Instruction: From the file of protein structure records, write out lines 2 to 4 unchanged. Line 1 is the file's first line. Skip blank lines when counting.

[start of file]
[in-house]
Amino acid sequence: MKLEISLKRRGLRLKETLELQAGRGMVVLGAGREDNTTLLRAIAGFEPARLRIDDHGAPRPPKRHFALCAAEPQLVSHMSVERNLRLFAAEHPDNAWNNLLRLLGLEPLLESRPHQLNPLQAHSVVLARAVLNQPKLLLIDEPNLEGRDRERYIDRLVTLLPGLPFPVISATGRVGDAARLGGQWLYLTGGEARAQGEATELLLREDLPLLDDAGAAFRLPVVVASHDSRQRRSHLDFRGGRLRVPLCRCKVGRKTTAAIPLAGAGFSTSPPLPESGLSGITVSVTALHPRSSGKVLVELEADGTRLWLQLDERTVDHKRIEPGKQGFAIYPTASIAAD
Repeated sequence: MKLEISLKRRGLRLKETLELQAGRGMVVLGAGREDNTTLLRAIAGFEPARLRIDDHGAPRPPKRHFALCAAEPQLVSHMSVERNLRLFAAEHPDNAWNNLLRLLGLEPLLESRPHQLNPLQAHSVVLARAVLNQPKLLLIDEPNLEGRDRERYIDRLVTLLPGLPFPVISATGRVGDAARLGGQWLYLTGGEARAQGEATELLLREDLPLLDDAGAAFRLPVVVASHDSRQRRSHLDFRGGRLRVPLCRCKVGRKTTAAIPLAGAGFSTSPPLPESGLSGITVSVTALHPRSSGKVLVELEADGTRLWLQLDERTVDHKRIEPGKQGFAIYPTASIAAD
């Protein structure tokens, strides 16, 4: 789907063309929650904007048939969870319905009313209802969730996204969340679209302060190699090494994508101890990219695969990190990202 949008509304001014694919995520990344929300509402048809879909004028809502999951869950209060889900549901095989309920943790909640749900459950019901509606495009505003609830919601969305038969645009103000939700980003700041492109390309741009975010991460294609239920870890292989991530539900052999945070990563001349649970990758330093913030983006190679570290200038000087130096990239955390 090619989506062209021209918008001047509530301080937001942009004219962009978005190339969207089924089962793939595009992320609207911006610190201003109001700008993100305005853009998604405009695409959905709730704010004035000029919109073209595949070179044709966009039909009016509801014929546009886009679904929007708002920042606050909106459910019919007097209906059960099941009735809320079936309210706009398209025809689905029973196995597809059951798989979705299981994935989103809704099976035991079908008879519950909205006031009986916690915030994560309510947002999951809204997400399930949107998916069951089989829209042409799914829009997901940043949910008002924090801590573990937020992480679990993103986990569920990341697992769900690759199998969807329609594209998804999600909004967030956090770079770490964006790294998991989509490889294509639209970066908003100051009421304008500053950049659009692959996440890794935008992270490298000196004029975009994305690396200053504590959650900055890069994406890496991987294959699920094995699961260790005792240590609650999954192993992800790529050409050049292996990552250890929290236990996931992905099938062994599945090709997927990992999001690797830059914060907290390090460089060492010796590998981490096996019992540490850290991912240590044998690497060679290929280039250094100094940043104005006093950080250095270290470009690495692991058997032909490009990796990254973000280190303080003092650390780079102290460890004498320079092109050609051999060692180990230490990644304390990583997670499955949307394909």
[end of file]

Amino acid sequence: MKLEISLKRRGLRLKETLELQAGRGMVVLGAGREDNTTLLRAIAGFEPARLRIDDHGAPRPPKRHFALCAAEPQLVSHMSVERNLRLFAAEHPDNAWNNLLRLLGLEPLLESRPHQLNPLQAHSVVLARAVLNQPKLLLIDEPNLEGRDRERYIDRLVTLLPGLPFPVISATGRVGDAARLGGQWLYLTGGEARAQGEATELLLREDLPLLDDAGAAFRLPVVVASHDSRQRRSHLDFRGGRLRVPLCRCKVGRKTTAAIPLAGAGFSTSPPLPESGLSGITVSVTALHPRSSGKVLVELEADGTRLWLQLDERTVDHKRIEPGKQGFAIYPTASIAAD
Repeated sequence: MKLEISLKRRGLRLKETLELQAGRGMVVLGAGREDNTTLLRAIAGFEPARLRIDDHGAPRPPKRHFALCAAEPQLVSHMSVERNLRLFAAEHPDNAWNNLLRLLGLEPLLESRPHQLNPLQAHSVVLARAVLNQPKLLLIDEPNLEGRDRERYIDRLVTLLPGLPFPVISATGRVGDAARLGGQWLYLTGGEARAQGEATELLLREDLPLLDDAGAAFRLPVVVASHDSRQRRSHLDFRGGRLRVPLCRCKVGRKTTAAIPLAGAGFSTSPPLPESGLSGITVSVTALHPRSSGKVLVELEADGTRLWLQLDERTVDHKRIEPGKQGFAIYPTASIAAD
């Protein structure tokens, strides 16, 4: 789907063309929650904007048939969870319905009313209802969730996204969340679209302060190699090494994508101890990219695969990190990202 949008509304001014694919995520990344929300509402048809879909004028809502999951869950209060889900549901095989309920943790909640749900459950019901509606495009505003609830919601969305038969645009103000939700980003700041492109390309741009975010991460294609239920870890292989991530539900052999945070990563001349649970990758330093913030983006190679570290200038000087130096990239955390 090619989506062209021209918008001047509530301080937001942009004219962009978005190339969207089924089962793939595009992320609207911006610190201003109001700008993100305005853009998604405009695409959905709730704010004035000029919109073209595949070179044709966009039909009016509801014929546009886009679904929007708002920042606050909106459910019919007097209906059960099941009735809320079936309210706009398209025809689905029973196995597809059951798989979705299981994935989103809704099976035991079908008879519950909205006031009986916690915030994560309510947002999951809204997400399930949107998916069951089989829209042409799914829009997901940043949910008002924090801590573990937020992480679990993103986990569920990341697992769900690759199998969807329609594209998804999600909004967030956090770079770490964006790294998991989509490889294509639209970066908003100051009421304008500053950049659009692959996440890794935008992270490298000196004029975009994305690396200053504590959650900055890069994406890496991987294959699920094995699961260790005792240590609650999954192993992800790529050409050049292996990552250890929290236990996931992905099938062994599945090709997927990992999001690797830059914060907290390090460089060492010796590998981490096996019992540490850290991912240590044998690497060679290929280039250094100094940043104005006093950080250095270290470009690495692991058997032909490009990796990254973000280190303080003092650390780079102290460890004498320079092109050609051999060692180990230490990644304390990583997670499955949307394909």